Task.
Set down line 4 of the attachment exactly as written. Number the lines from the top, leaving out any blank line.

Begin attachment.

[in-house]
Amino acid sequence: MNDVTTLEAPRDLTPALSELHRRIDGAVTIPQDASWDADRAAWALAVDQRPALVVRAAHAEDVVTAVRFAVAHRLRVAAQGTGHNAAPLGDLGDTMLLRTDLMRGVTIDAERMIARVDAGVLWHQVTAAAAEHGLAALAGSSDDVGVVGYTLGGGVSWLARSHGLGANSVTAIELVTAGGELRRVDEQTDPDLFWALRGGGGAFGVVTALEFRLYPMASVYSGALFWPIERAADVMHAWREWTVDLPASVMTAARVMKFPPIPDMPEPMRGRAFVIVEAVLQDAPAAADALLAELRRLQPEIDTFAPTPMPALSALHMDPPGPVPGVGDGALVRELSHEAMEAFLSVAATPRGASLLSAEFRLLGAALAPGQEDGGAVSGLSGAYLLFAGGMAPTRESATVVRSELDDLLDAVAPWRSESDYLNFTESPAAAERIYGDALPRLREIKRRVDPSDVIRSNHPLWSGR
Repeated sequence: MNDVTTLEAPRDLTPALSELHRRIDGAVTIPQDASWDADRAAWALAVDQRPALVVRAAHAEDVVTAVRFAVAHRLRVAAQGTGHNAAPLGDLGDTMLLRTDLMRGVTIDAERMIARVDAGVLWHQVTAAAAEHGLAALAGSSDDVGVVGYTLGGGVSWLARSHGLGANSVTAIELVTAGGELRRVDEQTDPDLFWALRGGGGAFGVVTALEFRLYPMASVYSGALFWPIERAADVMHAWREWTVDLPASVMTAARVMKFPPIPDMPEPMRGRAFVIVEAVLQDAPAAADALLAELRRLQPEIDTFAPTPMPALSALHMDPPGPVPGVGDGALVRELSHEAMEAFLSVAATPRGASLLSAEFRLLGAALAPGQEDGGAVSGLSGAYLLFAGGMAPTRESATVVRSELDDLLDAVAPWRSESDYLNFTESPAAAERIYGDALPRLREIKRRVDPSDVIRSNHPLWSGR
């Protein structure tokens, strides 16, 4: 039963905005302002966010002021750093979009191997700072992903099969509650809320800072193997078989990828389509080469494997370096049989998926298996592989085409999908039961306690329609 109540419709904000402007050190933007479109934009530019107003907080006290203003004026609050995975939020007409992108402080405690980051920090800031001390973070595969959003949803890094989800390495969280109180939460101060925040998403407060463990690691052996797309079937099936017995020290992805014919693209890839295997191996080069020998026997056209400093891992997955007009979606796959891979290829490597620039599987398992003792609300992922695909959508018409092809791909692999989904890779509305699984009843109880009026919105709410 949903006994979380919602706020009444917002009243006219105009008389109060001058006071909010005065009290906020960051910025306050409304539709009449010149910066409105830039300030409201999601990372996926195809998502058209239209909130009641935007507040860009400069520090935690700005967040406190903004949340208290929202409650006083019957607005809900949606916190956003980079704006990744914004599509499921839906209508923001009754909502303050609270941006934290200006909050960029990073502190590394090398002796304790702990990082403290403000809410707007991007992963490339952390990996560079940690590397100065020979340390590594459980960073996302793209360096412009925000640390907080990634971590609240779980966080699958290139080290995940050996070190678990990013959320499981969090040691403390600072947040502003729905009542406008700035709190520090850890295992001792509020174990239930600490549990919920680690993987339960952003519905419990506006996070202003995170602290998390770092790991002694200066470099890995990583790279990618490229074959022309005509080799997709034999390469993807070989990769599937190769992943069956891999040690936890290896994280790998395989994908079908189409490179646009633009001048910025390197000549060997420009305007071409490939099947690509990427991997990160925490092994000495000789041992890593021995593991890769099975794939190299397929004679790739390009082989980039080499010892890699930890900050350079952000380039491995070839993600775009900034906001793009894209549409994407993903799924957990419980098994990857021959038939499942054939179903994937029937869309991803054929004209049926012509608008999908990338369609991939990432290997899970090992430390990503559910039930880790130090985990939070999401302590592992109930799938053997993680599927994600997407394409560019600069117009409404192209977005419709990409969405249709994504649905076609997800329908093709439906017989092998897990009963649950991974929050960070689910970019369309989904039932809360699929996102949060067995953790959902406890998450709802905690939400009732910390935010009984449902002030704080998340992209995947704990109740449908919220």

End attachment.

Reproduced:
């Protein structure tokens, strides 16, 4: 039963905005302002966010002021750093979009191997700072992903099969509650809320800072193997078989990828389509080469494997370096049989998926298996592989085409999908039961306690329609 109540419709904000402007050190933007479109934009530019107003907080006290203003004026609050995975939020007409992108402080405690980051920090800031001390973070595969959003949803890094989800390495969280109180939460101060925040998403407060463990690691052996797309079937099936017995020290992805014919693209890839295997191996080069020998026997056209400093891992997955007009979606796959891979290829490597620039599987398992003792609300992922695909959508018409092809791909692999989904890779509305699984009843109880009026919105709410 949903006994979380919602706020009444917002009243006219105009008389109060001058006071909010005065009290906020960051910025306050409304539709009449010149910066409105830039300030409201999601990372996926195809998502058209239209909130009641935007507040860009400069520090935690700005967040406190903004949340208290929202409650006083019957607005809900949606916190956003980079704006990744914004599509499921839906209508923001009754909502303050609270941006934290200006909050960029990073502190590394090398002796304790702990990082403290403000809410707007991007992963490339952390990996560079940690590397100065020979340390590594459980960073996302793209360096412009925000640390907080990634971590609240779980966080699958290139080290995940050996070190678990990013959320499981969090040691403390600072947040502003729905009542406008700035709190520090850890295992001792509020174990239930600490549990919920680690993987339960952003519905419990506006996070202003995170602290998390770092790991002694200066470099890995990583790279990618490229074959022309005509080799997709034999390469993807070989990769599937190769992943069956891999040690936890290896994280790998395989994908079908189409490179646009633009001048910025390197000549060997420009305007071409490939099947690509990427991997990160925490092994000495000789041992890593021995593991890769099975794939190299397929004679790739390009082989980039080499010892890699930890900050350079952000380039491995070839993600775009900034906001793009894209549409994407993903799924957990419980098994990857021959038939499942054939179903994937029937869309991803054929004209049926012509608008999908990338369609991939990432290997899970090992430390990503559910039930880790130090985990939070999401302590592992109930799938053997993680599927994600997407394409560019600069117009409404192209977005419709990409969405249709994504649905076609997800329908093709439906017989092998897990009963649950991974929050960070689910970019369309989904039932809360699929996102949060067995953790959902406890998450709802905690939400009732910390935010009984449902002030704080998340992209995947704990109740449908919220």